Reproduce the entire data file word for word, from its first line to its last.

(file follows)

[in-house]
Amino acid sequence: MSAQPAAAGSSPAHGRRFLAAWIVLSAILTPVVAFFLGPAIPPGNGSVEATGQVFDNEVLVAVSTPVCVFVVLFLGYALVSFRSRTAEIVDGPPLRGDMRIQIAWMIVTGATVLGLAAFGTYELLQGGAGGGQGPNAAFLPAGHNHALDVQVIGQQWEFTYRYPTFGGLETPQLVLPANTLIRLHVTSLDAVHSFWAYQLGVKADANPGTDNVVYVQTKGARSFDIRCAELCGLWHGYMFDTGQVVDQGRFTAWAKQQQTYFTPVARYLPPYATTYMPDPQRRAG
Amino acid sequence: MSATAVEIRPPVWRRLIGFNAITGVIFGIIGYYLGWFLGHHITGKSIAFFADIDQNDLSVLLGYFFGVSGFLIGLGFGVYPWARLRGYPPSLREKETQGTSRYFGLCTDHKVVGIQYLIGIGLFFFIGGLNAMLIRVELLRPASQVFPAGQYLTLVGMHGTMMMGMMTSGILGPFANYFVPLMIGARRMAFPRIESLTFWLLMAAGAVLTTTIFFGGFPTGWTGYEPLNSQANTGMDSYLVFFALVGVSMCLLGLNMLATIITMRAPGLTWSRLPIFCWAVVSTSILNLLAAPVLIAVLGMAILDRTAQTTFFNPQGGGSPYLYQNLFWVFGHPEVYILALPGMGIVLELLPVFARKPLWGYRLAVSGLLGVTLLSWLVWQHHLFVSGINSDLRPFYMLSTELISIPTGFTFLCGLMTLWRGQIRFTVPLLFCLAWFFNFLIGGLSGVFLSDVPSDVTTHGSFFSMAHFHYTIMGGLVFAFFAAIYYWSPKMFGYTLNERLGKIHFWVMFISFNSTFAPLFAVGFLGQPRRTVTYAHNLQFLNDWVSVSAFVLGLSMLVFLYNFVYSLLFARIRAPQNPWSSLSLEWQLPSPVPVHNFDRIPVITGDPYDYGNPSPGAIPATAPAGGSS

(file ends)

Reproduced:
[in-house]
Amino acid sequence: MSAQPAAAGSSPAHGRRFLAAWIVLSAILTPVVAFFLGPAIPPGNGSVEATGQVFDNEVLVAVSTPVCVFVVLFLGYALVSFRSRTAEIVDGPPLRGDMRIQIAWMIVTGATVLGLAAFGTYELLQGGAGGGQGPNAAFLPAGHNHALDVQVIGQQWEFTYRYPTFGGLETPQLVLPANTLIRLHVTSLDAVHSFWAYQLGVKADANPGTDNVVYVQTKGARSFDIRCAELCGLWHGYMFDTGQVVDQGRFTAWAKQQQTYFTPVARYLPPYATTYMPDPQRRAG
Amino acid sequence: MSATAVEIRPPVWRRLIGFNAITGVIFGIIGYYLGWFLGHHITGKSIAFFADIDQNDLSVLLGYFFGVSGFLIGLGFGVYPWARLRGYPPSLREKETQGTSRYFGLCTDHKVVGIQYLIGIGLFFFIGGLNAMLIRVELLRPASQVFPAGQYLTLVGMHGTMMMGMMTSGILGPFANYFVPLMIGARRMAFPRIESLTFWLLMAAGAVLTTTIFFGGFPTGWTGYEPLNSQANTGMDSYLVFFALVGVSMCLLGLNMLATIITMRAPGLTWSRLPIFCWAVVSTSILNLLAAPVLIAVLGMAILDRTAQTTFFNPQGGGSPYLYQNLFWVFGHPEVYILALPGMGIVLELLPVFARKPLWGYRLAVSGLLGVTLLSWLVWQHHLFVSGINSDLRPFYMLSTELISIPTGFTFLCGLMTLWRGQIRFTVPLLFCLAWFFNFLIGGLSGVFLSDVPSDVTTHGSFFSMAHFHYTIMGGLVFAFFAAIYYWSPKMFGYTLNERLGKIHFWVMFISFNSTFAPLFAVGFLGQPRRTVTYAHNLQFLNDWVSVSAFVLGLSMLVFLYNFVYSLLFARIRAPQNPWSSLSLEWQLPSPVPVHNFDRIPVITGDPYDYGNPSPGAIPATAPAGGSS